|Quick Facts: Probation Officers and Correctional Treatment Specialists|
|2012 Median Pay||$48,190 per year|
$23.17 per hour
|Entry-Level Education||Bachelor’s degree|
|Work Experience in a Related Occupation||None|
|On-the-job Training||Short-term on-the-job training|
|Number of Jobs, 2012||90,300|
|Job Outlook, 2012-22||-1% (Little or no change)|
|Employment Change, 2012-22||-900|
What Probation Officers and Correctional Treatment Specialists Do
Probation officers and correctional treatment specialists work with and monitor offenders to prevent them from committing new crimes.
Probation officers and correctional treatment specialists work with criminal offenders, some of whom may be dangerous. Workers may be assigned to fieldwork in high-crime areas or in institutions where there is a risk of violence or communicable disease. As a result, the work can be stressful and dangerous.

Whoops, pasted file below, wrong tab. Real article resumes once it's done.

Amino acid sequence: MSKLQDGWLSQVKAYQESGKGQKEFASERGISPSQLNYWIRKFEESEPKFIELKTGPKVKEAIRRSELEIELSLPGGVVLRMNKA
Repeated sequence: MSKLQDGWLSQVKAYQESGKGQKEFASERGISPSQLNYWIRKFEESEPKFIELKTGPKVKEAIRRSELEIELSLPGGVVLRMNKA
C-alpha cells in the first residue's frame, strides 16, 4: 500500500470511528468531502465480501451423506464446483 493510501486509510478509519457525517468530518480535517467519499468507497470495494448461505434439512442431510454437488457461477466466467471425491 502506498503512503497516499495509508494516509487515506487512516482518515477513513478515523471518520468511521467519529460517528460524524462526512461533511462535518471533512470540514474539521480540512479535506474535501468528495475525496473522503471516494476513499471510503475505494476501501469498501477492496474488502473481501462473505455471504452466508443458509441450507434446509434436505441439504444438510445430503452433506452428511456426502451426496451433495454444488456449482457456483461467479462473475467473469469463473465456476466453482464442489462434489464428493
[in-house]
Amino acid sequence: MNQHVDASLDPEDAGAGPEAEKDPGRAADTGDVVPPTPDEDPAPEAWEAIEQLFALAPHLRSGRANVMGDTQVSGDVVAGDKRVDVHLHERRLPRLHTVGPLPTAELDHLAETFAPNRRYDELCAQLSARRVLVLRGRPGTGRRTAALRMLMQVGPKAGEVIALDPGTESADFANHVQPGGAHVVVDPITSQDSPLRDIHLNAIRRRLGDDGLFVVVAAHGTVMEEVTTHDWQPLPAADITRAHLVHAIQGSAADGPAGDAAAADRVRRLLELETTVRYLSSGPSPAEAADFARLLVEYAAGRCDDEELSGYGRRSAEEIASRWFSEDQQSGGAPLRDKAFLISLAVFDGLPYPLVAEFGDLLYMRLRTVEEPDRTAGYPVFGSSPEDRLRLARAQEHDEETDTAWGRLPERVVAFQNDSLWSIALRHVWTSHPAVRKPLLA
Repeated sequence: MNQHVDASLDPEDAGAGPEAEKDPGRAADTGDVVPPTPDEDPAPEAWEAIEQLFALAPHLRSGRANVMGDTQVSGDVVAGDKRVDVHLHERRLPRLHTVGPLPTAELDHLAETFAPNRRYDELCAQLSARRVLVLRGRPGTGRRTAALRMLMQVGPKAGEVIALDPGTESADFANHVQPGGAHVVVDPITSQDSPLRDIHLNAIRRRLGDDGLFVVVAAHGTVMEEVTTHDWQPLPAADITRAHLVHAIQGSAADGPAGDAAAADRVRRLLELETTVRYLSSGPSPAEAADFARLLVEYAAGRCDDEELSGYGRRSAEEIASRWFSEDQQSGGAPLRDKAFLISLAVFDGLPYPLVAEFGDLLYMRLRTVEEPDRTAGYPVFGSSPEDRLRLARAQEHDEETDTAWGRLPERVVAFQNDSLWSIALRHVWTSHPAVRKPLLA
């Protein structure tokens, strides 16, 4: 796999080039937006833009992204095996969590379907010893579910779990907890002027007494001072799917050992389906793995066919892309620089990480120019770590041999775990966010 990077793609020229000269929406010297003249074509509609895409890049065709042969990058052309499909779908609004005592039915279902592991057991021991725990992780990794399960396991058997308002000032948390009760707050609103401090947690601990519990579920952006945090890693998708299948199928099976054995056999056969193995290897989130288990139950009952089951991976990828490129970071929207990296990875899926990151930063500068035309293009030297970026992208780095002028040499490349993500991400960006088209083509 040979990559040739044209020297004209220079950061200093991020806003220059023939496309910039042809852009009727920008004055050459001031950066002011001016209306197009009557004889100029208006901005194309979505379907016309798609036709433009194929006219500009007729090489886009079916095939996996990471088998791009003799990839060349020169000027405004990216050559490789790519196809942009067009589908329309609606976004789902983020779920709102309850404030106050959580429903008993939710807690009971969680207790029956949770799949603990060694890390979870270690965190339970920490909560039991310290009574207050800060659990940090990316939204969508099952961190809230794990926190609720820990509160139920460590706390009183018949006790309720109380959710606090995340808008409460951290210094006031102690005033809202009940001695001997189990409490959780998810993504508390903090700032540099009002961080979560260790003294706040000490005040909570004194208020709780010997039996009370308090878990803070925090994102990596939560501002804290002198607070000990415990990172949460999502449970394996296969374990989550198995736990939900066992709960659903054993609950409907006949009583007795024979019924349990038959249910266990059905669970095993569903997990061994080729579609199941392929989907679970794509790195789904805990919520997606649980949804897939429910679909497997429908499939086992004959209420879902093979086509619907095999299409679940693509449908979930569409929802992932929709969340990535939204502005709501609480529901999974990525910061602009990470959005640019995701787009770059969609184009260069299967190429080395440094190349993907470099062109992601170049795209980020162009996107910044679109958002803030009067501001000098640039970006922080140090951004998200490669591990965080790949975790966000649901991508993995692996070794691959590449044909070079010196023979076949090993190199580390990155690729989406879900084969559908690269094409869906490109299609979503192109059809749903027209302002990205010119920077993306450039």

How to Become a Probation Officer or Correctional Treatment Specialist
Probation officers and correctional treatment specialists usually need a bachelor’s degree. In addition, most employers require candidates to pass oral, written, and psychological exams.
The median annual wage for probation officers and correctional treatment specialists was $48,190 in May 2012.
Employment of probation officers and correctional treatment specialists is projected to show little or no change from 2012 to 2022. Limited state and local government funding for corrections will temper employment growth. However, job openings should be plentiful because many people leave the occupation each year.